If an injured dog being cared for by the Windsor-Essex County Humane Society turns out to be a pit bull, it will be shipped out of the province for treatment rather than euthanized.

Coco is a severely injured seven-month-old puppy that arrived at the Humane Society on May 5.

"The owner surrendered her because he couldn’t deal with her medical conditions," said Melanie Coulter of the Windsor-Essex County Humane Society.

While efforts are underway to treat her injuries, including a fractured back leg, the Humane Society has also sent away a sample of Coco’s DNA for testing.

The Humane Society is using DNA My Dog, a Toronto company that says, "DNA test lets you learn every breed in your dog and gain insight into the unique genetic background of your dog, including the history of their breed, personality traits, [and] exercise levels."

Results of the DNA test should be known in about two weeks.

"Many dogs which may resemble one breed are actually a mix of a number of different breeds, and our hope is that Coco falls into this category," the agency said in a media release. "This would allow her to move into our adoption program as soon as her treatment is complete."

If it's determined Coco is a pit bull "she will still be able to move on to a new life in another province which doesn’t have breed restrictive legislation," the Humane Society said.

"The process of transporting her out of province is expensive, but when it is required to save a dog’s life we don’t hesitate to do so," the agency said.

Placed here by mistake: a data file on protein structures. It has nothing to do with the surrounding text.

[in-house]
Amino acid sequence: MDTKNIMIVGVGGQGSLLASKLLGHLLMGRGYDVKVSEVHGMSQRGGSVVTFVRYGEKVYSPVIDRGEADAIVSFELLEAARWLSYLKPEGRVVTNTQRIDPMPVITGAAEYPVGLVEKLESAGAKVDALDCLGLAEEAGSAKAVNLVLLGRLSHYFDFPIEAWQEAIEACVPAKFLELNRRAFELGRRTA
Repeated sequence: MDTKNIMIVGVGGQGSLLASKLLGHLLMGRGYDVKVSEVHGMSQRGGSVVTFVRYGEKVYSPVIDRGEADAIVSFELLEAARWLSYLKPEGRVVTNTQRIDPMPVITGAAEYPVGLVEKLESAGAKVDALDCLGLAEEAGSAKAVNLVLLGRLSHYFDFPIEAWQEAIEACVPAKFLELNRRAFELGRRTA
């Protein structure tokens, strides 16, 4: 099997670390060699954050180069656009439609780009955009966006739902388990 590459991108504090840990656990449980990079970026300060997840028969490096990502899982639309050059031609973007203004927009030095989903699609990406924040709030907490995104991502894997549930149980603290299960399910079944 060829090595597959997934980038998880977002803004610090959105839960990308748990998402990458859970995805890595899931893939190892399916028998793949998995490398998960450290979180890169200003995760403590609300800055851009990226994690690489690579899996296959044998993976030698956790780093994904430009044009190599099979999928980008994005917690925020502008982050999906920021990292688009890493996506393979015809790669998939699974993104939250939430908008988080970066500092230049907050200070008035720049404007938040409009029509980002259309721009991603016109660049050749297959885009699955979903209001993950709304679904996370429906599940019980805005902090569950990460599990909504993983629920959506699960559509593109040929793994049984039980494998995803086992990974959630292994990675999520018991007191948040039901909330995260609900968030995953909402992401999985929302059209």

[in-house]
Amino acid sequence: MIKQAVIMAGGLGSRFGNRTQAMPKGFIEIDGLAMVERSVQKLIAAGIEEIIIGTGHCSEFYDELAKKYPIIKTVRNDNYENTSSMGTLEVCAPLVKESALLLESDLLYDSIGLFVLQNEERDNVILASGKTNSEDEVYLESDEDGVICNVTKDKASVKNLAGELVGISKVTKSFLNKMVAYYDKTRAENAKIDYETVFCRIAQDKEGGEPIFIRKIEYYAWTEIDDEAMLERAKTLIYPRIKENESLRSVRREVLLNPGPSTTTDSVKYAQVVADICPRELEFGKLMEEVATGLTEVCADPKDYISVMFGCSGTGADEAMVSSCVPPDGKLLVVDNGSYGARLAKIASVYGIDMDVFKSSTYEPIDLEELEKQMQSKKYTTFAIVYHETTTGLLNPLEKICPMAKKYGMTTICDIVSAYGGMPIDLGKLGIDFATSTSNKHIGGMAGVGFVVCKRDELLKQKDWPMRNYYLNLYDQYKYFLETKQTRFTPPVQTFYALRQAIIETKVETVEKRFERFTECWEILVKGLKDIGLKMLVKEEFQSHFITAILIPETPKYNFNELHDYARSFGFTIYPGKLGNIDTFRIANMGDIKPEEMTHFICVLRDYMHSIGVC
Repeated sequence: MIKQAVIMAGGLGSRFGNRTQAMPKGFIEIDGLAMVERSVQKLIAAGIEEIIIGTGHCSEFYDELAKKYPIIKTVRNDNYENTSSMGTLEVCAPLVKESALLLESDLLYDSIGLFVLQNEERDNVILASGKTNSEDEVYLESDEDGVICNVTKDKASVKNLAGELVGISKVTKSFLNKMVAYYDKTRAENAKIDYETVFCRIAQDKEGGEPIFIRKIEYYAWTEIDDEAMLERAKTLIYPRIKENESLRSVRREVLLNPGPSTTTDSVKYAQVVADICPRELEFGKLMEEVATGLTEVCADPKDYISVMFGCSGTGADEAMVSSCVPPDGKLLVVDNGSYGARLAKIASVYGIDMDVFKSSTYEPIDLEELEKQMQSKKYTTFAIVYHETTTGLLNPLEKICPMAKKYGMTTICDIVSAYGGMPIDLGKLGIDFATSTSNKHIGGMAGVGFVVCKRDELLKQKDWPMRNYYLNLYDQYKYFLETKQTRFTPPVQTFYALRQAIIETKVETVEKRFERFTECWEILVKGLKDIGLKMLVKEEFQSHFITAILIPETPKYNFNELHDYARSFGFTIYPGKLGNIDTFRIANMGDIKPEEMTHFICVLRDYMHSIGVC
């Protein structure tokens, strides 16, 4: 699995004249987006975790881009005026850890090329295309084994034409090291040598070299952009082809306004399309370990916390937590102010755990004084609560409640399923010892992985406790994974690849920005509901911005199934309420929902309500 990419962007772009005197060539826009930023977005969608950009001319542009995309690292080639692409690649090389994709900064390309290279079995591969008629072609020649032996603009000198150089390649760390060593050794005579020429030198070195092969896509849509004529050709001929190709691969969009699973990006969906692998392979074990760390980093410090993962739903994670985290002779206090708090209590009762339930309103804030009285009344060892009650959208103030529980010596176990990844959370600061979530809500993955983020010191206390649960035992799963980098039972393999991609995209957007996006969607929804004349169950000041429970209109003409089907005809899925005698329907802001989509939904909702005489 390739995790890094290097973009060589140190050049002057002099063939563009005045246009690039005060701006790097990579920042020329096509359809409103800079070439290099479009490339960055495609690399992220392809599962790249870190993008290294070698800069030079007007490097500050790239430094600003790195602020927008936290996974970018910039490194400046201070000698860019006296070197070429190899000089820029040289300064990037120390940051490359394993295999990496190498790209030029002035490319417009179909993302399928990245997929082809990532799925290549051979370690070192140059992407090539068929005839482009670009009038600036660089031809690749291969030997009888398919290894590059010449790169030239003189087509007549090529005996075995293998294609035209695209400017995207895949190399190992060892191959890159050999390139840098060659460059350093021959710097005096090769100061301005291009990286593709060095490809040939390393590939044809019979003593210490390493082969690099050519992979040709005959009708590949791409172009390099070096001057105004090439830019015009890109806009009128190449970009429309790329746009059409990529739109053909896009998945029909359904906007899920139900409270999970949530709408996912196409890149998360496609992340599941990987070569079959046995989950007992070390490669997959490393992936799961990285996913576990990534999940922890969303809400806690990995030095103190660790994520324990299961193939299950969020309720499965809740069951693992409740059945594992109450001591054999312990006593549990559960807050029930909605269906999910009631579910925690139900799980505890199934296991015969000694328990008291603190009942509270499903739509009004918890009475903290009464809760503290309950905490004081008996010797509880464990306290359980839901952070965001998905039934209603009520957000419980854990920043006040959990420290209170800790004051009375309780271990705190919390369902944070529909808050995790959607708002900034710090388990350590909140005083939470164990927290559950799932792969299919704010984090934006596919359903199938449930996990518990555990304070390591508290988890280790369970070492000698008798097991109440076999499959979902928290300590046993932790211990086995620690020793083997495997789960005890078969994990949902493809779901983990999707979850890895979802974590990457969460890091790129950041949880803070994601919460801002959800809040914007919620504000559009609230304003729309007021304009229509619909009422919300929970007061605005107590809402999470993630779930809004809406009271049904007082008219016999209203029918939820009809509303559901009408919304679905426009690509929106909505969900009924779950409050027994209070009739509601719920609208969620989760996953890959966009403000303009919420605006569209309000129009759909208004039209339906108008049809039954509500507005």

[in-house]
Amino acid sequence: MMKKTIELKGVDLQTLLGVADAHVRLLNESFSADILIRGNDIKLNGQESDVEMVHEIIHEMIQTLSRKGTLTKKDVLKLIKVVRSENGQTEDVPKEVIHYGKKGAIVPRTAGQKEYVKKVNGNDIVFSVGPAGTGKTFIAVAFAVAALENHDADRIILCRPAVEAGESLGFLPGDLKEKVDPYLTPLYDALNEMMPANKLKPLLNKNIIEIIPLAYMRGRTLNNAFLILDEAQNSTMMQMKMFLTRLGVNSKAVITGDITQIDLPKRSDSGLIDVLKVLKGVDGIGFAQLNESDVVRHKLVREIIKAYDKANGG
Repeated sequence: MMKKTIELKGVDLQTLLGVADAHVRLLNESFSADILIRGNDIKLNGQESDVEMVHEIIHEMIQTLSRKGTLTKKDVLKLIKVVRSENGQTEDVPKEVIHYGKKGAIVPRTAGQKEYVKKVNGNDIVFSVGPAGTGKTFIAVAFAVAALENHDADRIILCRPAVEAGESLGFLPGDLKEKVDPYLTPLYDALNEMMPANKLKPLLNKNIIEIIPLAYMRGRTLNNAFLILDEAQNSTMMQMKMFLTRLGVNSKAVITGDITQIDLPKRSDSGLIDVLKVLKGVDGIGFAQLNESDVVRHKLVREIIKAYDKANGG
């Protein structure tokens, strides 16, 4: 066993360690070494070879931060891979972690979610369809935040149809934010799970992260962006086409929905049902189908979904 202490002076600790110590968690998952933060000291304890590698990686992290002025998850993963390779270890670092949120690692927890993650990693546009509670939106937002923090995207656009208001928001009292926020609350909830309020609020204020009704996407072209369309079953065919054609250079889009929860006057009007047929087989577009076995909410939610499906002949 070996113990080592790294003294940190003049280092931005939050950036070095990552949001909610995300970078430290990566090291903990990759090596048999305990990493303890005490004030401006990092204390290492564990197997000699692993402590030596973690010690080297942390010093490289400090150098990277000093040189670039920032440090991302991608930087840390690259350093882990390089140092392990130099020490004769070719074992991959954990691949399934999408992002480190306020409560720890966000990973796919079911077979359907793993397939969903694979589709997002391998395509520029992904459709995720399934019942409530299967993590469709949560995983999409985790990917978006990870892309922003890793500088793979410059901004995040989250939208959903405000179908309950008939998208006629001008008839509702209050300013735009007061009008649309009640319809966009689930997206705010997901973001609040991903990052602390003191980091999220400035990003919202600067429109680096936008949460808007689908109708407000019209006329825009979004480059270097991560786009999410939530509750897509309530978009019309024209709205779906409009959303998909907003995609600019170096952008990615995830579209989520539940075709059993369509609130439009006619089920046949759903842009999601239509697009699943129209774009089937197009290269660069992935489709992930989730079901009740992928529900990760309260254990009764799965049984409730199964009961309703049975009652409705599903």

Coulter said a crate for the dog would cost between $100 and $200; a flight will cost about $500; and a Humane Society employee would have to drive Coco to catch her flight out of Toronto's Pearson International Airport.

None of that can happen until Coco has recovered from surgery, which she is scheduled to undergo Wednesday.

"We definitely wouldn’t send her on a flight with these injuries," Coulter said.

Pit bull ban in effect since 2005

In Ontario, it’s illegal to own, import or breed a pit bull, which is one of several breeds including the Staffordshire Bull Terrier, American Pit Bull Terrier, American Staffordshire Terrier, pit bull terrier, or any mix thereof.

People who owned pit bulls before the ban was put in place in August 2005 were allowed to keep their animals, but owners are ordered to ensure the dogs are spayed or neutered.

The dogs also have to be muzzled and leashed in public.

The law also gives judges the right to put down the animals if they’ve been involved in an attack.